Lotus Elan

Cleaning Up Window Frames With Superficial Rust

PostPost by: Stevie-Heathie » Tue Apr 18, 2017 12:41 pm

So, I got the window frame out in the end and there is some flaking of the chrome and superficial rust on the lower parts, which are out of sight deep inside the door.

Don't care what the frame looks like down there, but I would like to prevent any more corrosion.

I'm inclined to wire brush, then sand with coarse wet'n'dry, then hit it with a coat of Hammerite.

Sound like plan?

Best
Steve
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PostPost by: Craven » Tue Apr 18, 2017 2:16 pm

Hi,
I favour a Phosphoric Acid dip for rusty parts, it?s cheap and fairly harmless (used in Coca-cola).
Stand in a Ploythane bag or the like to accommodate the awkward shape, soak for 24 hrs.
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PostPost by: Stevie-Heathie » Tue Apr 18, 2017 2:20 pm

Thanks Ron. And then what coating would you apply to the bare metal?
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PostPost by: Craven » Tue Apr 18, 2017 2:35 pm

Hi,
I like Red Oxide or a Zinc rich primer, and have used one of the water based top coats that are around these days,
Ron.
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PostPost by: Grizzly » Tue Apr 18, 2017 3:49 pm

Assuming i couldn't get it shot blasted..... I was always told there are only two ways to grantee rust won't come back, cut out and replace or Shot blast....... With that said we have had a few things that it wasn't possible to do either and For me, i'd attack it with a wire brush on an Angle grinder then use FE-123 and over paint it with Por15.

On some thing like a window frame bottom i'd batter it in quality Cavity wax once fitted just to be sure ;) also make sure your drain and top brushes are in place.

Don't forget allot of these brush on rust converters only treat the surface of the corrosion not the Pits so it needs to be prepared appropriately.

I've bought stuff from these guys at Car shows in the past and tbh they know their stuff even if they are a bit expensive :) http://www.rust.co.uk/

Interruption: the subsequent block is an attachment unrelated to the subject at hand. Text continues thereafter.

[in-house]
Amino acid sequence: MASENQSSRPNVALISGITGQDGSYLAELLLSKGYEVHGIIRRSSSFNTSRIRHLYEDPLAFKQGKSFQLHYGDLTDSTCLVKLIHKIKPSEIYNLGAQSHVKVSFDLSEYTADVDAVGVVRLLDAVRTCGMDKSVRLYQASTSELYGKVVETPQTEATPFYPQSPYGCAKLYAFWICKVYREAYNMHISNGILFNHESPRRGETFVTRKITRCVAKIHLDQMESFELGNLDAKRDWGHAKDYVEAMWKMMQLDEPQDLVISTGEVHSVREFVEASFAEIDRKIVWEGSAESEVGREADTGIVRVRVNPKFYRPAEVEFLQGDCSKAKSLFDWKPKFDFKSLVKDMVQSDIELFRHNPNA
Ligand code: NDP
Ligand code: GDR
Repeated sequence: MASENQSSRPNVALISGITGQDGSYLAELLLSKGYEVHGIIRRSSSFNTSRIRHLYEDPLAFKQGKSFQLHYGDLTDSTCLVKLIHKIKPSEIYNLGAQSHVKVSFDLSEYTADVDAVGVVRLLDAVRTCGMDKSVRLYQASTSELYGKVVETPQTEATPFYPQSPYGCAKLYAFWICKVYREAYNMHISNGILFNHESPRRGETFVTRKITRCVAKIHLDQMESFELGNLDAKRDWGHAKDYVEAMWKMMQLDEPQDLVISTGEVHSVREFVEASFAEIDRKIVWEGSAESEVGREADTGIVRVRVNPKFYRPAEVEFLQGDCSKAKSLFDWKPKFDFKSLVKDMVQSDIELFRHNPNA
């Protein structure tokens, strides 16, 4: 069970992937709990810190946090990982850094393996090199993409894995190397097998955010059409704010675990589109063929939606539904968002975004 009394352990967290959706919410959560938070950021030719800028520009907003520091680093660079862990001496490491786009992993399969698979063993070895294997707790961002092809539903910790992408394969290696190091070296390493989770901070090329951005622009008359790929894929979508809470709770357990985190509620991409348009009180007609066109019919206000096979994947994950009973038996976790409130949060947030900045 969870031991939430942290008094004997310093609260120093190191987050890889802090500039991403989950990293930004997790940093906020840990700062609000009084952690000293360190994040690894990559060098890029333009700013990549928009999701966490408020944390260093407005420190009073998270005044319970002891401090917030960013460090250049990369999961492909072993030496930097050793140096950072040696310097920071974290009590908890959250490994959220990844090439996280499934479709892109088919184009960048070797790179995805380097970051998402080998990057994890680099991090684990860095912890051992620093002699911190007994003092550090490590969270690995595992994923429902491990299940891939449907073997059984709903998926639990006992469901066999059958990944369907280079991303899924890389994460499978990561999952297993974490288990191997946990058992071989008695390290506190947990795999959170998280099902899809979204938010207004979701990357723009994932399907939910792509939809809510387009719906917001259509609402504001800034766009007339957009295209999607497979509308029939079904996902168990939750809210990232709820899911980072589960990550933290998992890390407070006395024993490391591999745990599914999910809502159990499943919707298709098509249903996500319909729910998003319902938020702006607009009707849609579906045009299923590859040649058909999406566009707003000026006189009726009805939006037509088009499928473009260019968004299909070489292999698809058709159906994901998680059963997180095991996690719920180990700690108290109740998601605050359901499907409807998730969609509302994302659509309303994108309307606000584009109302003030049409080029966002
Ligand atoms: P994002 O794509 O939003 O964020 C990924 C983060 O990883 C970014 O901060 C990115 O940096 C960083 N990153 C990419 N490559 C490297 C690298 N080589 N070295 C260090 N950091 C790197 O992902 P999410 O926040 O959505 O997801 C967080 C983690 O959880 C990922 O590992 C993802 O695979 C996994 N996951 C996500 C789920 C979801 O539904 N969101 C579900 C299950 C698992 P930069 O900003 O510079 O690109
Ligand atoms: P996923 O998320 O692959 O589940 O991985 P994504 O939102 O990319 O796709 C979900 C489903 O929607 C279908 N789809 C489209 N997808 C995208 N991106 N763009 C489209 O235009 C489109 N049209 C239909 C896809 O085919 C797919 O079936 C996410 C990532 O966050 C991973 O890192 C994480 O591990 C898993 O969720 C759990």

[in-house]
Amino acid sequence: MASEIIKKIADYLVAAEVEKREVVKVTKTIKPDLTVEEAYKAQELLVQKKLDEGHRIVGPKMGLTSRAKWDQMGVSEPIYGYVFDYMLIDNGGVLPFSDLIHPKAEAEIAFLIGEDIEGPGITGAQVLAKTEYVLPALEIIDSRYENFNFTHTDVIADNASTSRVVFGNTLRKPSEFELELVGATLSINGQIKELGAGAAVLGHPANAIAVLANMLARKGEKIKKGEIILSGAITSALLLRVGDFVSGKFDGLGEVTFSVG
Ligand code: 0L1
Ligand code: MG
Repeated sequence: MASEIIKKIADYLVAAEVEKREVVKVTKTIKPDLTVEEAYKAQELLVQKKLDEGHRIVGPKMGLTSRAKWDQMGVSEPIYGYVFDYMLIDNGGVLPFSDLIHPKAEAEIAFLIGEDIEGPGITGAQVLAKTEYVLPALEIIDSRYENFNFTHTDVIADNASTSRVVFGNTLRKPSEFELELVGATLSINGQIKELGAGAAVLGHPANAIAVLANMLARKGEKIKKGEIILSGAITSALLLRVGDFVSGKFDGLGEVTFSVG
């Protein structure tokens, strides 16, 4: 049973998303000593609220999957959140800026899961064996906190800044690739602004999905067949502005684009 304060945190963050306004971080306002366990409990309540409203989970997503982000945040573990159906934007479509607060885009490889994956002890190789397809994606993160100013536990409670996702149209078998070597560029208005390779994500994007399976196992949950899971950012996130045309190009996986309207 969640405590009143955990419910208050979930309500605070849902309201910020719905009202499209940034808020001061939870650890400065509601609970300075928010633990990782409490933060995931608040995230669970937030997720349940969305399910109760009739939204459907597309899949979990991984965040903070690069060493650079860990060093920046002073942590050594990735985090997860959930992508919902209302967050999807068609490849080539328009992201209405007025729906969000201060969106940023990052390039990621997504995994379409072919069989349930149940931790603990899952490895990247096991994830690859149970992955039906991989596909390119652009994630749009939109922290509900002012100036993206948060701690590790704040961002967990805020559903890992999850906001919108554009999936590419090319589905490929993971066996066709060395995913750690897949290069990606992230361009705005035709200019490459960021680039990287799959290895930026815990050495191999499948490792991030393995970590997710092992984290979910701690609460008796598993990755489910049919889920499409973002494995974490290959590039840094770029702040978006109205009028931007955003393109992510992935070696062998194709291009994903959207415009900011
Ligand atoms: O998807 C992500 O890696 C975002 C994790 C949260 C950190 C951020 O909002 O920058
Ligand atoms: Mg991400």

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PostPost by: billwill » Tue Apr 18, 2017 8:59 pm

Phosphoric acid is not harmless, treat it with extreme care.

I would use a Zinc based paint rather than Hammerite. I've been rather dissapointed with the anti-rust capabilities of Hammerite.

Zinc works electro-chemically to protect steel, moisture causes an electric circuit, the presence of zinc causes the zinc to be eaten away instead of the steel. It's an electrolysis effect.
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PostPost by: StressCraxx » Wed Apr 19, 2017 4:21 am

Remove the corrosion with Evap o Rust https://www.evaporust.com/

Immediately dry the part and warm it with a heat gun or torch to remove any remaining moisture.

Prime with a zinc rich primer or Rustoleum
Paint with desired color.
There is no cure for Lotus, only treatment.
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PostPost by: 2cams70 » Wed Apr 19, 2017 5:50 am

I recommend dismantling everything and give it a good soaking in molasses for a couple of days (available from any stockfeed outlet). The molasses strips the rust. I'd consider also having it replated in zinc afterward. The cost of zinc plating versus painting isn't too bad - at least at the place where I have it done. I have zinc plating done at a company that specializes in commercial building plating. They do bits and bobs for hobbyists at a song for cash on the side and the quality is really good. Far better and cheaper than most small run plating specialists in my experience.
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PostPost by: bill308 » Mon Apr 24, 2017 8:32 pm

I tried Evaporust on my Issue 18 struts, to remove rust from the od of the steel tube, before trying to separate it from the bearing carrier. I feared the rusty od, inside the hollow bearing carrier, would damage the aluminum bearing carrier upon extraction.

The parts were soaked in Evaporust for a couple of days and the steel tube was rust free and no damage to the tube or bearing carrier. Also, no residue was left, just dull but clean steel, even in the pits.

I like this stuff and would recommend it for safe rust removal. I bought a 3.5 gallon bucket and used about a gallon of it. Afterwards, the liquid was dirty but still reusable according to the manufacturer. I bought it on line from Walmart and had it shipped (free) to my house.

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PostPost by: Davidb » Wed May 03, 2017 3:20 pm

I am a fan of "Naval Jelly" (not navel jelly) But I ignore the directions and let it sit for up to 24 hours before washing it off. It has worked very well for me on everything from small parts to entire car chassis. Paint with a good zinc based primer-if you can find one...
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